American humorist Dave Barry once observed, “If you had to identify, in one word, the reason why the human race has not achieved, and never will achieve, its full potential, that word would be [board] meetings.”
Meetings aren’t a four-letter word, but they might as well be. Many of us spend our days as slaves to our calendars, going from one conference room to another in the hopes of driving our organizations forward. But the reality is that meetings often fail to accomplish what we need them to and we leave them no better off than before. A frustrating experience to be sure.
But while meetings may be part of your workday, it’s helpful to remember they’re part of your board of director’s free time.
Board meetings can be about reporting metrics, answering questions and having your performance judged, but these meetings can accomplish much more than that. Board meetings are the most useful when they focus on a common goal: charting the organization’s future, not scrutinizing its past.
In our recent webinar, Get Your Board on Board, Personify explored a number of ways to improve your relationship with your nonprofit’s board and shared four strategies to help you optimize your time together.
1. Get Organized
Before involving anyone else, take the time to cover the basics. Know your audience, understanding their expectations and their knowledge of the topic. Be aware of any pre-existing attitudes around what you’re planning to discuss and consider how it impacts them. Reflect on how your initiatives align with the strategic plan. Always ask, how does this help us:
- Grow revenue
- Increase engagement
- Streamline work
- Create a clear view of organizational health
- Reduce costs
2. Find Friends
If you find that one of the board members responds particularly favorably to your pitch when you give it to them one-on-one, see if they’ll agree to be your advocate. In advance of the meeting, collaborating with an advocate can help you clarify:
- Blind spots in your pitch that might need improvement.
- What board members’ primary concerns might be.
- Any questions members might ask.
- Areas where you might need to do further research.
- If your idea is well-founded or needs significant reworking.
3. Plan the Conversation
Send the agenda in advance, ideally 72-hours before the meeting. Offer a preview call to answer questions and solicit feedback. This gives you a chance to ensure every board member truly understands your perspective and turns up on the day ready for a productive discussion. If they disagree with a decision, you will understand why. If you want their support for a hard decision, you can figure out where they stand before the meeting. Think of your pre-meeting like a congressional whip “counts the vote.” Pre-calls can also help you with 1–1 rapport building so that you’re more in control of the room when you’re all together.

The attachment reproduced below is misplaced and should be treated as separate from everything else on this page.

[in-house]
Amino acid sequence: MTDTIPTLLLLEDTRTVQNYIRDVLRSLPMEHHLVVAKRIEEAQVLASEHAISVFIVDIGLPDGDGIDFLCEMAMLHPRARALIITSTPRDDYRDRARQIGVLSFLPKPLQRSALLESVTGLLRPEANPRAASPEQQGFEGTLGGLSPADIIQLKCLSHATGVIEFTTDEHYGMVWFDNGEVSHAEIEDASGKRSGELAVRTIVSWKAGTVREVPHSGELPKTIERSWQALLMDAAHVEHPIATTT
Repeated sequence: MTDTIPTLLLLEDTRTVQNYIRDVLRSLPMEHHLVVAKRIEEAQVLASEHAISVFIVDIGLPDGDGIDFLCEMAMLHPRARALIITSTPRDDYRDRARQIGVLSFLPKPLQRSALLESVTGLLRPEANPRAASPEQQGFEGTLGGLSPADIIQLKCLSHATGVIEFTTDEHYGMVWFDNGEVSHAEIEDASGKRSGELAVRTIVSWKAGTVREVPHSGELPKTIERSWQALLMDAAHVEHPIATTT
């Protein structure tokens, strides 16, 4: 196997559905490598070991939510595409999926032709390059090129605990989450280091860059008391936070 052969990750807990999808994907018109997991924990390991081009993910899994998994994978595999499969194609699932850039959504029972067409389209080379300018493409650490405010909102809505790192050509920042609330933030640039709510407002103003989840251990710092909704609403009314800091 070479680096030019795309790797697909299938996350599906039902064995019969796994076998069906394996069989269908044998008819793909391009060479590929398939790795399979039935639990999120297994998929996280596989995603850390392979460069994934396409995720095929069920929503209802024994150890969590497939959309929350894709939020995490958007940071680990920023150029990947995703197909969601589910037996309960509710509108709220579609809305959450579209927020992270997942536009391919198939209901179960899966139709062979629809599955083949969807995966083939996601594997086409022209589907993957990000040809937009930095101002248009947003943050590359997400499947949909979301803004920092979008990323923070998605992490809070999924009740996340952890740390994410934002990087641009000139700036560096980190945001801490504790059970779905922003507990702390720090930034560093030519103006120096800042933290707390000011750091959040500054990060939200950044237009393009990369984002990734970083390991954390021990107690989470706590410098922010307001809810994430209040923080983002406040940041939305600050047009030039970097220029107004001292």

4. Go Into the Main Event Prepared
Be aware of your biases, challenging them and asking yourself if they’re serving your organization? Frame the conversation, providing the context and background to ensure all parties are on the same page. Show that you’ve done your due diligence by presenting facts gathered and share options for consideration. Ask questions and facilitate a broad conversation, ideally led by your advocate. Address critical feedback with the feel-felt-found formula:
- Acknowledge how the board member feels, “I understand how you feel. This investment represents a lot of money.”
- Offer an example of someone who felt the same way, “The Association for American Professionals shared similar concerns when they were looking to upgrade their constituent management tools.”
- Share what your example found in terms of results, “Ultimately they decided to move forward and found that the new features allowed them to save significant staff time, as much as 8 hours per week.”
Board meetings don’t have to be stressful, tense events. Run effectively, board meetings can move your nonprofit closer to its goals. They can provide support and encouragement to your staff. Every moment you spend preparing for your board meeting is a minute invested in the meeting’s productivity helping you eliminate stress and improving your nonprofit’s overall performance.